I’m a fan of Kathleen Parker’s work and enjoyed interviewing her, but I can’t say that I agree with her sentiments about Rick Warren’s Saddleback Forum, even though I’m sure that more than a few people reading RWN today share them,
At the risk of heresy, let it be said that setting up the two presidential candidates for religious interrogation by an evangelical minister — no matter how beloved — is supremely wrong.
It is also un-American.
…This is about higher principles that are compromised every time we pretend we’re not applying a religious test when we’re really applying a religious test.
It is true that no one was forced to participate in the Saddleback Civil Forum on the Presidency and that both McCain and Obama are free agents. Warren has a right to invite whomever he wishes to his church and to ask them whatever they’re willing to answer.
His format and questions were interesting and the answers more revealing than what the usual debate menu provides. But does it not seem just a little bit odd to have McCain and Obama chatting individually with a preacher in a public forum about their positions on evil and their relationship with Jesus Christ?
…Warren tried to defuse criticism about staging the interviews in his church by saying that though “we” believe in the separation of church and state, “we” don’t believe in the separation of faith and politics. Faith, he said, “is just a worldview, and everybody has some kind of worldview. It’s important to know what they are.”
Presumably “we” refers to Warren’s church of fellow evangelicals. And while, yes, everybody has some kind of worldview, it shouldn’t be necessary in a pluralistic nation of secular laws to publicly define that view in Christian code.”
Let’s consider the modern political world, not in a bubble or the context of how things were fifty years ago in America, but in the real world we live in.
In particular, let’s consider three things.
First off, everything — and I do mean everything — about a political candidate ends up being considered fair game for a campaign. Whether Bill Clinton “had sex with that woman,” whether George Bush was AWOL in the National Guard 30 years ago even though the military’s records say he wasn’t, the sexual orientation of Dick Cheney’s daughter — it all turns into grist for the mill.
Secondly, there is practically no segment of the American electorate that is not targeted by political candidates. John Kerry conspicuously goes duck hunting, John McCain went to the Sturgis bike rally, and the Democrats are bending over backwards to get as many felons on the voting rolls as possible all across the United States.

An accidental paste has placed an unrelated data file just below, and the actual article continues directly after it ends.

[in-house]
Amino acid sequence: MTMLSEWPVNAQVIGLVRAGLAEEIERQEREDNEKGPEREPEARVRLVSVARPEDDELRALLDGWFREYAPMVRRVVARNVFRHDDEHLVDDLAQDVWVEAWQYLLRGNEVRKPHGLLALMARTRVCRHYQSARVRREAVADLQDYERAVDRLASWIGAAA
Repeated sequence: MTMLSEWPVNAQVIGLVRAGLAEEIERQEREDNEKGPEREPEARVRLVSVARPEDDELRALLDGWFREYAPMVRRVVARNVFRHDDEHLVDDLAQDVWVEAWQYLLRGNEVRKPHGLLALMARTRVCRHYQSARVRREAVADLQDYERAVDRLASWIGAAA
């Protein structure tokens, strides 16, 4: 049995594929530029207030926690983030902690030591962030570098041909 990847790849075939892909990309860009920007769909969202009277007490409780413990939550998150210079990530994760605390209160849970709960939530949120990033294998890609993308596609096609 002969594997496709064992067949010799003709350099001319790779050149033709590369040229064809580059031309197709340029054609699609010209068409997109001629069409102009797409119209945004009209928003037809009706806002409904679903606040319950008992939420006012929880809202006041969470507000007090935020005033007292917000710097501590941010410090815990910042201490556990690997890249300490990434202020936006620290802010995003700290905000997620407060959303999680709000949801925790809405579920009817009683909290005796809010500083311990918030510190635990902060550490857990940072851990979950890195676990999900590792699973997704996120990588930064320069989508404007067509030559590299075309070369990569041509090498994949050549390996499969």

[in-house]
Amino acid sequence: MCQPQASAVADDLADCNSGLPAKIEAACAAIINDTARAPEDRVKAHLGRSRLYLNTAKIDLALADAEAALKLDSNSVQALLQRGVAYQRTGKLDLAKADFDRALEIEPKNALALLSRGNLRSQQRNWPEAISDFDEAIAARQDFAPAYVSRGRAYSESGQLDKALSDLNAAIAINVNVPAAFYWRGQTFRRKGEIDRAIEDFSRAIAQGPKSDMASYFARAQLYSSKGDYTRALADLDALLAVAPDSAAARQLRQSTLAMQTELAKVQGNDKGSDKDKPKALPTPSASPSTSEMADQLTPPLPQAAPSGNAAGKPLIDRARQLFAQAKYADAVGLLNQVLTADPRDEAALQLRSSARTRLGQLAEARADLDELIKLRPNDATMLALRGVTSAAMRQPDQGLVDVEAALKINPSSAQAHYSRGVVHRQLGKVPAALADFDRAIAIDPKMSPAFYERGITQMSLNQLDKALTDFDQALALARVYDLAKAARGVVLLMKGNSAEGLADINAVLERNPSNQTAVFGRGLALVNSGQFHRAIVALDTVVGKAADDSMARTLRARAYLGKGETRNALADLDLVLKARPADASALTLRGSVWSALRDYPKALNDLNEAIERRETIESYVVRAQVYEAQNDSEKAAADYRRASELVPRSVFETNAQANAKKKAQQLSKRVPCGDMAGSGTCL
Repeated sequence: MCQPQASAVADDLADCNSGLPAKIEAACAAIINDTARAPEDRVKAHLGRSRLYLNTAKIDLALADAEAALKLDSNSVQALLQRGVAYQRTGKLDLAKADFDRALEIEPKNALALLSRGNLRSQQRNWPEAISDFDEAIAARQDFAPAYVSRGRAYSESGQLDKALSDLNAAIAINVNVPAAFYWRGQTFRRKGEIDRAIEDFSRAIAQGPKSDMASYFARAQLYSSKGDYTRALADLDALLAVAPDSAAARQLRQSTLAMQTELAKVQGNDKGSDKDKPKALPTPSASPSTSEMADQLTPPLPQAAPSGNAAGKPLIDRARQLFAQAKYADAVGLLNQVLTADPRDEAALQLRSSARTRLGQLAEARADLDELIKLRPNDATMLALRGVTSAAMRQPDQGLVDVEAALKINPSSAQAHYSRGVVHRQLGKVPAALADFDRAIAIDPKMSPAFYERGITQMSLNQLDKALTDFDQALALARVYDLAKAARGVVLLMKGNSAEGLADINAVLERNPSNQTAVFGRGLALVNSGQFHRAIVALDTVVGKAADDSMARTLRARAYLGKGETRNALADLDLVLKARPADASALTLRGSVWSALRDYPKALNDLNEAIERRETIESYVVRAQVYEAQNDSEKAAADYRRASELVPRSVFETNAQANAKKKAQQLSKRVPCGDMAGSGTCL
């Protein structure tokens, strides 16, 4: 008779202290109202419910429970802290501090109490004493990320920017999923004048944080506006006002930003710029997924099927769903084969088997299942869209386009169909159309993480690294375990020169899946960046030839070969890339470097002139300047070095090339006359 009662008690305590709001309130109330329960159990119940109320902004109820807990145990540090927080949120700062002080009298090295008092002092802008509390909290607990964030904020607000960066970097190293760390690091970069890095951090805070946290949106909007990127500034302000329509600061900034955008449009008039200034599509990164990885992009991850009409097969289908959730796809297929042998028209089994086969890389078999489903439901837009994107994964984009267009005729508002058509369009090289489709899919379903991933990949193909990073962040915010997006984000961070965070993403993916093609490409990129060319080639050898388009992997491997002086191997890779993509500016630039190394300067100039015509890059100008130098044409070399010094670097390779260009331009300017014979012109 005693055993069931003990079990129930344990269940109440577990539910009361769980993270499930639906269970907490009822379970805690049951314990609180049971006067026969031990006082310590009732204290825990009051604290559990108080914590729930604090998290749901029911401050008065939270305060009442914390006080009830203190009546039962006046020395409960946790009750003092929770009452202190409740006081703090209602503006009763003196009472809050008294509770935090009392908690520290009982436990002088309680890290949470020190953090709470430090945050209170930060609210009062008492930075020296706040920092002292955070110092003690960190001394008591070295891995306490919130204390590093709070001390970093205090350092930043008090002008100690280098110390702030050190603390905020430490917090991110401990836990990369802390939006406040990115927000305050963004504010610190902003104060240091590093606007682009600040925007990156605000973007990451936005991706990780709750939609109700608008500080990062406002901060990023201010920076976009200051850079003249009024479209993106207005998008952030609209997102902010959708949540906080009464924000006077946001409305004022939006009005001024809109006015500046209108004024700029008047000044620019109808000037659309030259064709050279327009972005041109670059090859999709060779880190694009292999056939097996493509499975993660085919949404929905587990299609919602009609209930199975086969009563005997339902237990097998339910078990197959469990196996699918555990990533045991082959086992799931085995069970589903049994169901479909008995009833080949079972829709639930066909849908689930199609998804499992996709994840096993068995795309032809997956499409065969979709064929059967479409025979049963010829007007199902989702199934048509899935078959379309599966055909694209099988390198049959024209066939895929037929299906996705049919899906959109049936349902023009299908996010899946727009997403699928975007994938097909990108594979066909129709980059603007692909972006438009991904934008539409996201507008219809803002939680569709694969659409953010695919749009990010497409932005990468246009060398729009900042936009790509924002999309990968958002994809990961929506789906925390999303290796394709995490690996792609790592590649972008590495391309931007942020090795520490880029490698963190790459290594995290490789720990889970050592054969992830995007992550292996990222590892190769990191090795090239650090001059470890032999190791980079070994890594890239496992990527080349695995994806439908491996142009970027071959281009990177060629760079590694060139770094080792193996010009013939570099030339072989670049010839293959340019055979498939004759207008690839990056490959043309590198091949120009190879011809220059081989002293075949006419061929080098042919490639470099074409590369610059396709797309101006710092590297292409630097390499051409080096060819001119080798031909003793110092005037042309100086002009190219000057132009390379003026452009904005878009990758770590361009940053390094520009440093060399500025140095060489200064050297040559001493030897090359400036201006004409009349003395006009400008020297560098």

Third, as the government has become larger and more powerful, it has stuck its nose into an ever larger portion of the public domain. The government gets involved in every decision from whether or not you wear a seatbelt, to whether you are allowed to plow your own land or have to leave it fallow for fear of harming some “endangered” woodland creature, to what kind of lightbulbs you can have in your house.
So, let’s consider all these factors in concert: political campaigns cover every personal detail of a candidate’s life, politicians target every segment of the electorate, and the government affects every part of people’s lives.
With that in mind, given that roughly 80% of the American public is Christian, many of them do take matters of faith into account when they vote, and the government is going to intrude into their faith’s business, what’s the problem supposed to be with having candidates answer questions about their Christian beliefs?
The Warren Forum certainly doesn’t meet the Constitutional standard of a “religious test,” particularly since the candidates don’t have to attend. As a matter of fact, during the Republican primaries, there was a Values Voter Debate that was designed to appeal to religious conservatives and none of the top tier candidates bothered to show up. So, had McCain or Obama not wanted to do Warren’s event, that would have been that, and it would have been a minor story that would have gone down the memory hole in a day.
However, since the candidates apparently wanted to attend, since the debate covered issues people vote on, and since it was designed to appeal to a large segment of the American populace, what’s the problem?
I’d say nothing — particularly since, as we all know, there are going to be atheists and secular humanists continuing to use the power of government to attack Christianity and squash our religious rights over the next few years. So, why shouldn’t Christians have an opportunity to ask the candidates where they stand on these issues?
If you are a Christian, the federal government is going to be doing things that impact your religious freedom. So, you had better take that into consideration and put people into power who are as concerned about safeguarding your religious interests as you are. For that reason, I think the Saddleback Forum served an important purpose, even if I wasn’t in love with the format or some of the questions.